Men might wonder whether I am insane given how no one joins me in these warnings about the deletion of God’s words from current Bible products? Why do I keep warning when no one—including the pastors in Evangel Presbytery—join me in this thankless work?
Well, the answer has to do with sober judgment. I’d be inclined to think I was wrong if the men I love argued with me, but they don’t. So I attribute their silence to something other than my warnings being wrong.
I have nothing to offer about the pastors of Evangel Presbytery. I’m teetotally iggernant of those men and their ministries. However, I have often - more often as the decades passed by - seen how pastors in broadly evangelical American Protestant congregations (independant congregations of all sorts and styles) have initially allowed our course materials and other publications into their CE ministries, only to jettison them from their “in the church house” CE efforts.
Why did they do this? Why is this a pattern across the land (I’ve been watching this for 30 years now)? The so-called “pastoral” reason for this is the “controversial” nature of the subject matter - a Biblical theology of sexuality, the nature of manhood and womanhood, and how Scripture mandates a pattern of relationships between men and women in marriage, family, church, and society at large. You see, such a presentation necessarily challenges the regnant feminism which now rules Western society in the place of Biblical patriarchy which ruled it for the previous 1500 years.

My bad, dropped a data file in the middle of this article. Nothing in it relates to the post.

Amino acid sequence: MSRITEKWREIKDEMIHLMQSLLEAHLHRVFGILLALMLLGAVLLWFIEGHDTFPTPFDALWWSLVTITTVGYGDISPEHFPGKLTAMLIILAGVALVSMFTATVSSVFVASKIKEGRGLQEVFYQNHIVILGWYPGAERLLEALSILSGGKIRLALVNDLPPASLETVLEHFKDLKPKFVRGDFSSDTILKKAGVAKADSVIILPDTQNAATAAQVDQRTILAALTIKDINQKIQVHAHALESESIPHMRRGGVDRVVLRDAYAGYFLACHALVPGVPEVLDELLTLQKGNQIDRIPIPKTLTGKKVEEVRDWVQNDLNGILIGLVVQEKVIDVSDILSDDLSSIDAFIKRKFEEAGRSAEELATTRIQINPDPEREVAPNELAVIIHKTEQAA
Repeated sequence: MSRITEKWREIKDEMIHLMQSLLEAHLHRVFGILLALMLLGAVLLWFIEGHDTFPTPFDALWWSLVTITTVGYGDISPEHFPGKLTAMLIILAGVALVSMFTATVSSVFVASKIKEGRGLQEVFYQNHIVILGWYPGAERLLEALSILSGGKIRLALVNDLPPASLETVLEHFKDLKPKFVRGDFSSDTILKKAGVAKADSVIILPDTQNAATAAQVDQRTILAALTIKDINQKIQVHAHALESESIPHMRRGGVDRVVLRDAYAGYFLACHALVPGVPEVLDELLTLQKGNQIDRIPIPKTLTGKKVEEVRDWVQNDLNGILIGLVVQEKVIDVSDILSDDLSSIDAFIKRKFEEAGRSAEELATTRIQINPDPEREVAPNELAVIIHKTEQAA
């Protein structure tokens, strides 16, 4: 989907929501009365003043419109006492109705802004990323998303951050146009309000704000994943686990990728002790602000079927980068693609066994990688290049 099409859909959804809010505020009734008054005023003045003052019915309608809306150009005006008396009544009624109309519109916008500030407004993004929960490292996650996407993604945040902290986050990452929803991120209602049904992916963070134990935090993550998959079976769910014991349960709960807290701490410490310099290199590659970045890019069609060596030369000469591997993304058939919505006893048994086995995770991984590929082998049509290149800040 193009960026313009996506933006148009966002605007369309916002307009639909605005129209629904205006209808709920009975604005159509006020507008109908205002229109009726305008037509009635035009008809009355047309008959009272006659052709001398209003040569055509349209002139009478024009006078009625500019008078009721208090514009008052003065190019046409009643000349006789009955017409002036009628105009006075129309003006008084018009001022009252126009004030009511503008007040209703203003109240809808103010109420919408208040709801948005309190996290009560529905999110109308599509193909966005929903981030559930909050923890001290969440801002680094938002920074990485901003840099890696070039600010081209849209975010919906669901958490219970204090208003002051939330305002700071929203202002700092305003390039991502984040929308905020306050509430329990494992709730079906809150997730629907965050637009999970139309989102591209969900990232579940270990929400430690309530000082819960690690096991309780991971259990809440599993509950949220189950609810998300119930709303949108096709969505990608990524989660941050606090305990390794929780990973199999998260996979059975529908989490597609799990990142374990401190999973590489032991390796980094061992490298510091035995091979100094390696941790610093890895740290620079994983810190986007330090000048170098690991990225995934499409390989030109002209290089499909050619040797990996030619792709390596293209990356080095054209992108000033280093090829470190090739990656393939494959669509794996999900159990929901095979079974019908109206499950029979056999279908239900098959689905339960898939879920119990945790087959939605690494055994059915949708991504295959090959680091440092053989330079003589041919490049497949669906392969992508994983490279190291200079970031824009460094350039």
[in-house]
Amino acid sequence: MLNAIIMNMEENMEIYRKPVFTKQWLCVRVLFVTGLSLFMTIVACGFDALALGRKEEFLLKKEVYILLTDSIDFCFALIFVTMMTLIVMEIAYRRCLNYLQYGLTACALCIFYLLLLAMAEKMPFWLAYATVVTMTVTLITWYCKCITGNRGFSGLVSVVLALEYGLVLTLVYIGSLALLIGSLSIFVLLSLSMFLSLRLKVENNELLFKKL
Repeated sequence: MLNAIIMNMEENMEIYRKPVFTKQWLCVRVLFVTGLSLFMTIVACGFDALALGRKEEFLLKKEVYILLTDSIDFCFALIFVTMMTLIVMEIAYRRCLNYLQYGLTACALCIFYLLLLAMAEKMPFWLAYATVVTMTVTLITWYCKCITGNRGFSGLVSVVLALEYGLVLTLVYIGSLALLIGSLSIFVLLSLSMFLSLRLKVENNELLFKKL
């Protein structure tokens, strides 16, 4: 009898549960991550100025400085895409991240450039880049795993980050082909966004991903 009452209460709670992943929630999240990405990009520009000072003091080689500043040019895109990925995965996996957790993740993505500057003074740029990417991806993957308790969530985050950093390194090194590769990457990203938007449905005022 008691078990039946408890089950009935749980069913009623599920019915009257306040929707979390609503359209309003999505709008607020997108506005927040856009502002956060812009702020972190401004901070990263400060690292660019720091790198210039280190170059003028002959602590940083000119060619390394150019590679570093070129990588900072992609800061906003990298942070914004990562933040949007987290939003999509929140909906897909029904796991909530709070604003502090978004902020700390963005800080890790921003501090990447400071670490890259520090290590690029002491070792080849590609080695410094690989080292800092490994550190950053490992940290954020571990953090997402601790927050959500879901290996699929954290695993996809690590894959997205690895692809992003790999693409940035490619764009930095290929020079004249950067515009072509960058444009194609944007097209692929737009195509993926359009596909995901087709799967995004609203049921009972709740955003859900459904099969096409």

The chief aim of pastors in this broad demographic is to keep the sheep happy and free of conflicts. Anything controversial is a threat to this goal. And, so, any syllabus or subject or issue that generates controversy is officially censored - in the pulpit, in the congregation’s CE syllabi.
Steve Hutchens, a senior editor at Touchstone Journal recently wrote something which points to this vice now well-spread, I think, throughout confessing Evangelicalism. Hutchens describes the vice like this:
This is not just connected to our Niceness deficiency, but to our lack of membership in and support from any of the better clubs. Carrying on like this [that is, challenging the non-Christian culture] for an indefinite term is spiritually tiring, and along with this weariness comes temptation to embrace the forces of institutional entropy and die to one’s first love.
And, so, Hutchens comments, “I believe this certainly to be true of the ideological leadership of [evangelicalism], now morbidly compromised by egalitarianism.” My testimony is that “ideological leadership” includes far more than the Kellers, the Grudems, the Moores, the Mohlers, the TFGers, and so on. It also includes those who chart their pastoral courses with reference to these culturally compromised celebrities, in other words the pastors and elders of evagelicalism’s congregations across the land.
A post was merged into an existing topic: Bayly daily 01/22/23